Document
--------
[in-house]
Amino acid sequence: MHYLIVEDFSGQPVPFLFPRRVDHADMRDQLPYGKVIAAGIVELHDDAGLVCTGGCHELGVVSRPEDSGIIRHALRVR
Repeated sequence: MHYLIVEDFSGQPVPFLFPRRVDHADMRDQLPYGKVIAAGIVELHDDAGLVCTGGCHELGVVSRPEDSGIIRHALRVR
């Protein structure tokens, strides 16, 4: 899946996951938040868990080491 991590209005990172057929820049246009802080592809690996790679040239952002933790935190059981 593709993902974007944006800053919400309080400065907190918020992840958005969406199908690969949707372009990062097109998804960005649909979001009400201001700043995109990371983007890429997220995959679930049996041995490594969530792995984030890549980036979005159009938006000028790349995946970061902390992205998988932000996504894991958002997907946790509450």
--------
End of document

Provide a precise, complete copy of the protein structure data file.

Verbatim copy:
[in-house]
Amino acid sequence: MHYLIVEDFSGQPVPFLFPRRVDHADMRDQLPYGKVIAAGIVELHDDAGLVCTGGCHELGVVSRPEDSGIIRHALRVR
Repeated sequence: MHYLIVEDFSGQPVPFLFPRRVDHADMRDQLPYGKVIAAGIVELHDDAGLVCTGGCHELGVVSRPEDSGIIRHALRVR
């Protein structure tokens, strides 16, 4: 899946996951938040868990080491 991590209005990172057929820049246009802080592809690996790679040239952002933790935190059981 593709993902974007944006800053919400309080400065907190918020992840958005969406199908690969949707372009990062097109998804960005649909979001009400201001700043995109990371983007890429997220995959679930049996041995490594969530792995984030890549980036979005159009938006000028790349995946970061902390992205998988932000996504894991958002997907946790509450």